Step 11 guides its participants to improve their conscious contact with God, focusing more on God's will than our own. This is a totally different practice than asking God for what we want. I will say that is an important type of prayer, but prayer has more potential than trying to get God to give us what we want. Richard Rohr writes,
For many, if not most, Christian believers, however, [prayer] became a pious practice or exercise that you carried out with the same old mind and from your usual self-centered position...Prayer was something you did when you otherwise felt helpless, but it was not actually a positive widening of your lens for a better picture, which is the whole point. (Breathing Under Water, pg 95)
I spend a lot of time on my own. This is great for introverted me. But it also means I spend a disproportionate amount of time in my head. And what comes along with too much time in my head? Tunnel vision. I get so focused on what I think God owes me I forget to look for what God has already given me. Not only that, I am limited in how I believe God will answer my prayers. I can't imagine any scenario other than the one I have come up with, and so when it doesn't happen, I am disappointed.
There are, of course, times in our lives when we will be more needy and petulant than others. God isn't surprised by this. In fact, Steps 4-10 focus on becoming more honest with ourselves, our needs, and the harm we have caused. But think back to steps 1-3. We admit we are powerless, come to believe that God could restore us, and make a decision to turn our lives over to God. Asking for help is the catalyst for all of the other steps. But traveling through those steps, we arrive at a place of greater maturity when we are ready for more, and God is ready to show us more. One of the nice things about the steps is that they allow for relapses and derpy moments. In recovery, you're never really done with them, whether you go through them repeatedly or it takes you years to master a single step.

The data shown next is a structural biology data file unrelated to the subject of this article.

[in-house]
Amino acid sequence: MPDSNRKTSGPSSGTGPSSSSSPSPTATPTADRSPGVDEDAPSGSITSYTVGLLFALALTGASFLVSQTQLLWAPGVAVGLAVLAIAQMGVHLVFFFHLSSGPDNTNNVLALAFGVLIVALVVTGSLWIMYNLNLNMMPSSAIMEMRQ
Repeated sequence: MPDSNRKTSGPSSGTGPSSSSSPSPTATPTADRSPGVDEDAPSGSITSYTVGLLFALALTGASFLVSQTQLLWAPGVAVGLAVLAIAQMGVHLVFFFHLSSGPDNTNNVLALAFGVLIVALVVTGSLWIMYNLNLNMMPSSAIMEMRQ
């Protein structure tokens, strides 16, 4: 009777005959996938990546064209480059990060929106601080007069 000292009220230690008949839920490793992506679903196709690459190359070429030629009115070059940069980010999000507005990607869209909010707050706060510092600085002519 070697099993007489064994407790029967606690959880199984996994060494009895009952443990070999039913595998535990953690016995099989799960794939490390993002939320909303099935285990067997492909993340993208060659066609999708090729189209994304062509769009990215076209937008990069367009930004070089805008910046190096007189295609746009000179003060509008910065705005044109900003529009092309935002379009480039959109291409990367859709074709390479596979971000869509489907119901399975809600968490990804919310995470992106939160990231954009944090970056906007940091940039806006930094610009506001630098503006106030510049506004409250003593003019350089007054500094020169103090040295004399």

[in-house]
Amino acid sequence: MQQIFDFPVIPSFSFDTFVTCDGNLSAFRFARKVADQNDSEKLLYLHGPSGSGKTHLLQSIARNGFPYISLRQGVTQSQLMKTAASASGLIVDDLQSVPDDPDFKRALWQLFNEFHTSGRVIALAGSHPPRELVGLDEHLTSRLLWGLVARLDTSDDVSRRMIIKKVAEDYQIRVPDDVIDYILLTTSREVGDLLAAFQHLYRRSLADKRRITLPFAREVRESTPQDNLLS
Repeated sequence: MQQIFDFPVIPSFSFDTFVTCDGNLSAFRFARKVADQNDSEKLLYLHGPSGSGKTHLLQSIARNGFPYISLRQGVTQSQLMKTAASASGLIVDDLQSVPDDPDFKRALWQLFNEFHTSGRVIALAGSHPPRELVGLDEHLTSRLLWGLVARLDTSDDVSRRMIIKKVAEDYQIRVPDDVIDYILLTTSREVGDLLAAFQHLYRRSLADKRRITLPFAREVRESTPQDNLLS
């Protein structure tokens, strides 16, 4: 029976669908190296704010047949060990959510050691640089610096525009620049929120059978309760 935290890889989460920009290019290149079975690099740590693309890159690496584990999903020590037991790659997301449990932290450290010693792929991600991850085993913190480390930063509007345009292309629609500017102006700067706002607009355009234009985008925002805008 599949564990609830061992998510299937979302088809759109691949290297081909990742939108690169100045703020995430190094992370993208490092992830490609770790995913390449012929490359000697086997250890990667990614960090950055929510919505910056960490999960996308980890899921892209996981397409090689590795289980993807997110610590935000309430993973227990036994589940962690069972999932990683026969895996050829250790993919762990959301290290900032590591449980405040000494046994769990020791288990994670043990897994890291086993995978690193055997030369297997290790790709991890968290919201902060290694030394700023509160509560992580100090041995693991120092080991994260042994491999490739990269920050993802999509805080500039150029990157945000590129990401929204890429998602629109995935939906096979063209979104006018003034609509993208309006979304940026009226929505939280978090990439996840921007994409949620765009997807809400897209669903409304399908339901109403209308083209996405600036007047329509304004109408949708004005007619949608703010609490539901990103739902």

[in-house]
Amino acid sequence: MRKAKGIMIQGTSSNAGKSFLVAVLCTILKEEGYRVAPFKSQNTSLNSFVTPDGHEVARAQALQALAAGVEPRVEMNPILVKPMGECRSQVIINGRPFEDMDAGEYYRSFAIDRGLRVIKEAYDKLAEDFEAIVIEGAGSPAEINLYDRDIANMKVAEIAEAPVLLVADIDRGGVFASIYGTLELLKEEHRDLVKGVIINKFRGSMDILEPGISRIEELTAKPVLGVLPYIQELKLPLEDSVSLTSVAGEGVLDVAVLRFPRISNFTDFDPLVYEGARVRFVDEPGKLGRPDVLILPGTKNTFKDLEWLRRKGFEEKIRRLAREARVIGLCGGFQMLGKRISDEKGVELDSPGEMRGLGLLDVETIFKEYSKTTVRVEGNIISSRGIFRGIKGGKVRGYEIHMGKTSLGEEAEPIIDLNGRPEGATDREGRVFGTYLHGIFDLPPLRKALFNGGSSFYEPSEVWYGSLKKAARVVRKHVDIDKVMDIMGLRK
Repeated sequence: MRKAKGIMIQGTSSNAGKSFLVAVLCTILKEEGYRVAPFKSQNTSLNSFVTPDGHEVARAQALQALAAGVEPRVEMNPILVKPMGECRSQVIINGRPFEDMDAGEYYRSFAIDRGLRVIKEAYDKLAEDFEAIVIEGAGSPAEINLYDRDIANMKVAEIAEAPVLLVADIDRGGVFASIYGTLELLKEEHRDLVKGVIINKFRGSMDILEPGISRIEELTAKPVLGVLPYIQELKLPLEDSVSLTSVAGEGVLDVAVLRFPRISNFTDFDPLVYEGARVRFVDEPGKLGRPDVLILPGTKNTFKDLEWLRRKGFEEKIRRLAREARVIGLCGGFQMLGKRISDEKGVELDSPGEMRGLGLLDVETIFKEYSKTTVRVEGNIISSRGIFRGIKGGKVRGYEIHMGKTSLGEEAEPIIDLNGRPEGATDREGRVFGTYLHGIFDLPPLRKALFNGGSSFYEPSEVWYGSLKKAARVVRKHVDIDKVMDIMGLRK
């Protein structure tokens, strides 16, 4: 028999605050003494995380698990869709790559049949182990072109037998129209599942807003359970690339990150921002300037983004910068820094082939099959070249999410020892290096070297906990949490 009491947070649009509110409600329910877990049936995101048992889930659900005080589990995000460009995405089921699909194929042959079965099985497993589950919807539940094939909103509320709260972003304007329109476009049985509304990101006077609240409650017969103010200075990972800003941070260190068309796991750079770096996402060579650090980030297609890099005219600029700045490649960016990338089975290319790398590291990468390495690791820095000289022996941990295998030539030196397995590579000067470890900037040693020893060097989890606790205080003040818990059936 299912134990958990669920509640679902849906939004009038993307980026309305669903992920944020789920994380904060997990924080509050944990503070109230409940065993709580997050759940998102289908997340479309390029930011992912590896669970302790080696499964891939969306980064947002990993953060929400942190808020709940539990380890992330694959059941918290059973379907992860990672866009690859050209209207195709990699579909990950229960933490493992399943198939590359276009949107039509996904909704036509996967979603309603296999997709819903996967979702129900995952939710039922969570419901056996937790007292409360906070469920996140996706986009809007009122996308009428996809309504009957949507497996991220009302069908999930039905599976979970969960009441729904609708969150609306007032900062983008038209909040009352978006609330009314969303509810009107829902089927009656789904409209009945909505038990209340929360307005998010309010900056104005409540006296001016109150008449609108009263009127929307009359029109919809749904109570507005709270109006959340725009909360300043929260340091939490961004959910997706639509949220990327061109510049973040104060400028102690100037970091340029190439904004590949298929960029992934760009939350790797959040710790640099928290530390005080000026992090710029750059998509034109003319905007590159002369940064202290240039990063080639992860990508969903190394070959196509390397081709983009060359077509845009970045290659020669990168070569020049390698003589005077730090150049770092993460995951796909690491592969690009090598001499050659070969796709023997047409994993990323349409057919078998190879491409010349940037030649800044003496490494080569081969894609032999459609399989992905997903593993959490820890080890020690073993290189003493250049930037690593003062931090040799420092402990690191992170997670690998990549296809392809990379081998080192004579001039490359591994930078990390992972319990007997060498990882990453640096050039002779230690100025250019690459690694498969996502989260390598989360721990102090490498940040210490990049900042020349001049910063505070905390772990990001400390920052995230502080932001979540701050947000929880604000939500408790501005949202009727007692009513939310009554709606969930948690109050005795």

There are countless stories in my life where God has come through for me in ways I could have never imagined. Having a friend in Grand Rapids when I was stranded by a freak ice storm who was able to host me in spite of a hectic work schedule then invited me to Tampa, for example. And yet, it is absurdly easy for me to forget. It's easy for me to start to think I am above God's help. But in the moments when I have the audacity to believe that God is exactly what God claims to be, that God might even love me and want the best for me, my picture of what is possible broadens. And I remember.
If you or someone you love is struggling with addiction, check out the resources on the Alcoholics Anonymous website, or call this National Helpline for Substance Abuse and Mental Health. 1-800-662-HELP (4357)